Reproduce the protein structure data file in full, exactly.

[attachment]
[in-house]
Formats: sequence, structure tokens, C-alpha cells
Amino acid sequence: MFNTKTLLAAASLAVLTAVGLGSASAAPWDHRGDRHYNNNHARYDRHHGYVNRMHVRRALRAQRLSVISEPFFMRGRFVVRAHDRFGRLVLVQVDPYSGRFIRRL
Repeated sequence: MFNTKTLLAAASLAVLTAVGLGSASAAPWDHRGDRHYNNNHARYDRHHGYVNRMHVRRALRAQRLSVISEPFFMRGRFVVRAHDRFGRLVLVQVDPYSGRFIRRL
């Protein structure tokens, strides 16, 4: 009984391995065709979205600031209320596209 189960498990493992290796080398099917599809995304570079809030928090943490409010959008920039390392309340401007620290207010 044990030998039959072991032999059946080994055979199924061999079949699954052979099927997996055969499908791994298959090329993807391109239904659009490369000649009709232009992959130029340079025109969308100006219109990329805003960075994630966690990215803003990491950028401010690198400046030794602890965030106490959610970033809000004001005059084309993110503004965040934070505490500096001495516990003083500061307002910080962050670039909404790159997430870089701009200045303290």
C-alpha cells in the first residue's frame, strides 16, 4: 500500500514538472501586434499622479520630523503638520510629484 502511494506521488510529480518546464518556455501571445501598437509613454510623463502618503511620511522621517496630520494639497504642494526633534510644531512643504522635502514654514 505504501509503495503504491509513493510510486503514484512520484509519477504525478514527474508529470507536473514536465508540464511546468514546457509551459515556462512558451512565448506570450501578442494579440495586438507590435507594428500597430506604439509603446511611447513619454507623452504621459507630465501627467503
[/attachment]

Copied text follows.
[in-house]
Formats: sequence, structure tokens, C-alpha cells
Amino acid sequence: MFNTKTLLAAASLAVLTAVGLGSASAAPWDHRGDRHYNNNHARYDRHHGYVNRMHVRRALRAQRLSVISEPFFMRGRFVVRAHDRFGRLVLVQVDPYSGRFIRRL
Repeated sequence: MFNTKTLLAAASLAVLTAVGLGSASAAPWDHRGDRHYNNNHARYDRHHGYVNRMHVRRALRAQRLSVISEPFFMRGRFVVRAHDRFGRLVLVQVDPYSGRFIRRL
């Protein structure tokens, strides 16, 4: 009984391995065709979205600031209320596209 189960498990493992290796080398099917599809995304570079809030928090943490409010959008920039390392309340401007620290207010 044990030998039959072991032999059946080994055979199924061999079949699954052979099927997996055969499908791994298959090329993807391109239904659009490369000649009709232009992959130029340079025109969308100006219109990329805003960075994630966690990215803003990491950028401010690198400046030794602890965030106490959610970033809000004001005059084309993110503004965040934070505490500096001495516990003083500061307002910080962050670039909404790159997430870089701009200045303290």
C-alpha cells in the first residue's frame, strides 16, 4: 500500500514538472501586434499622479520630523503638520510629484 502511494506521488510529480518546464518556455501571445501598437509613454510623463502618503511620511522621517496630520494639497504642494526633534510644531512643504522635502514654514 505504501509503495503504491509513493510510486503514484512520484509519477504525478514527474508529470507536473514536465508540464511546468514546457509551459515556462512558451512565448506570450501578442494579440495586438507590435507594428500597430506604439509603446511611447513619454507623452504621459507630465501627467503